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Residents of Nation's Richest Metro Area Tell "Occupiers" To Get a Job

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Over the past few weeks, Occupy Wall Street has spread across the country and the globe, stirring up controversy everywhere it goes. In Washington, D.C., a small group of dedicated citizens decided to do something about it and planned the first ever “Employ the 99%” counter-protest.

On Tuesday, The Christian Post ran a story about a brave group of Georgetown students and recent graduates who are trying to reach out to protesters. Their idea involved a march to McPherson Square, where many of D.C.’s protesters are camped out, to hand out job applications, college enrollment forms, and military brochures. They will also hold a resume workshop.

The CP article quotes Aaron Buchop, one of the event’s organizers, who says: “This is a counter-protest that functions as outreach. I hope protesters find jobs, create families and become involved in their community.”

The group’s Facebook page is a little less diplomatic. Here's the event description: “Tired of whining protesters? Thursday at noon at the McPherson Square campsite of the Occupy DC crowd, lets hand out job applications, college applications, and military recruitment info. Lets (sic) make the 1% a little bit bigger.”

Leaving aside the question of whether actual one-percenters would be able to distinguish plurals from contractions, the results of two recent demographic studies place the “Employ the 99%” movement in an interesting light. First off, according to Bloomberg, this year D.C. replaced San Jose as the nation’s richest metropolitan area. The typical household in D.C. earned around $84,000 last year, compared to a national average around $50,000. Bloomberg attributes this to both high average salaries for government workers and a prosperous financial class.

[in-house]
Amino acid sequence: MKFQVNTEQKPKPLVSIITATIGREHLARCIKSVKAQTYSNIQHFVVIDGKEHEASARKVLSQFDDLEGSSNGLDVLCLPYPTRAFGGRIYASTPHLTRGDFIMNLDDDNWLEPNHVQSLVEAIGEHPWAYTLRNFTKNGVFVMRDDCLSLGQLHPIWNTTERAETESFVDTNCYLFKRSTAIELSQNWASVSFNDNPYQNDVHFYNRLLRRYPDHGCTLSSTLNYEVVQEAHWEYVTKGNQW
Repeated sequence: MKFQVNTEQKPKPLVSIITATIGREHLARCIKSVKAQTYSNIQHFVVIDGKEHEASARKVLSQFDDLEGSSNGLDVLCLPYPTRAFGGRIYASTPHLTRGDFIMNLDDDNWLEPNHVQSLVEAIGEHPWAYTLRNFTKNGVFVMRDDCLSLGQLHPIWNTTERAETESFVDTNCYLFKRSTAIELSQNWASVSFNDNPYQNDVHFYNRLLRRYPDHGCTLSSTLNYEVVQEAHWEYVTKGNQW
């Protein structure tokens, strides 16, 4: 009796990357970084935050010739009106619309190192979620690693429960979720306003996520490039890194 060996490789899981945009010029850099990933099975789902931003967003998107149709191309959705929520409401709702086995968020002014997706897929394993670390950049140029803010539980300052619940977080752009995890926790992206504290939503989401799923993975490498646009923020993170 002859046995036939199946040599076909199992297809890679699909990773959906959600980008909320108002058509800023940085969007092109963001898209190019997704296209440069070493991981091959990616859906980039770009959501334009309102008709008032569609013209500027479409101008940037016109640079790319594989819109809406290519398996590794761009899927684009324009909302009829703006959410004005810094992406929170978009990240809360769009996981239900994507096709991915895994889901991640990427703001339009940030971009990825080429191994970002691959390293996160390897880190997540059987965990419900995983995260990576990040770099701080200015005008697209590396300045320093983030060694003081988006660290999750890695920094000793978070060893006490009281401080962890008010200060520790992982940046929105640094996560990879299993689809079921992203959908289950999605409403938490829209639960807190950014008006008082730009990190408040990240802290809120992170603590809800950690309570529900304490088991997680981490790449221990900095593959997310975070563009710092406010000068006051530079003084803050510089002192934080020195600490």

Second, a look at Occupy Wall Street’s demographics reveals that the protesters really aren’t that much more unemployed than the rest of the country. According to Fast Company, a recent study of New York’s protesters revealed that only 13.1% are unemployed and over half have full-time jobs.

Perhaps because of these revelations, about an hour before the protest was set to begin, Employ the 99% announced on its Facebook page it would be pushed back. Organizers cited both increased media attention and the fact that “a lot of students are dealing with midterms right now.” They plan to reschedule.

It remains to be seen whether or not “Employ the 99%” will catch on with the rest of the country. That said, according to an -- admittedly unscientific -- Facebook search, the movement is spreading. Students at Ohio State can get together at 5 pm today to tell protesters to get a job.

(See also: The Occupy Wall Street Index: 9 Companies the 99% Loves to Hate and In Chicago, Traders Are Just Mocking "Occupiers" Now)
POSITION:  No positions in stocks mentioned.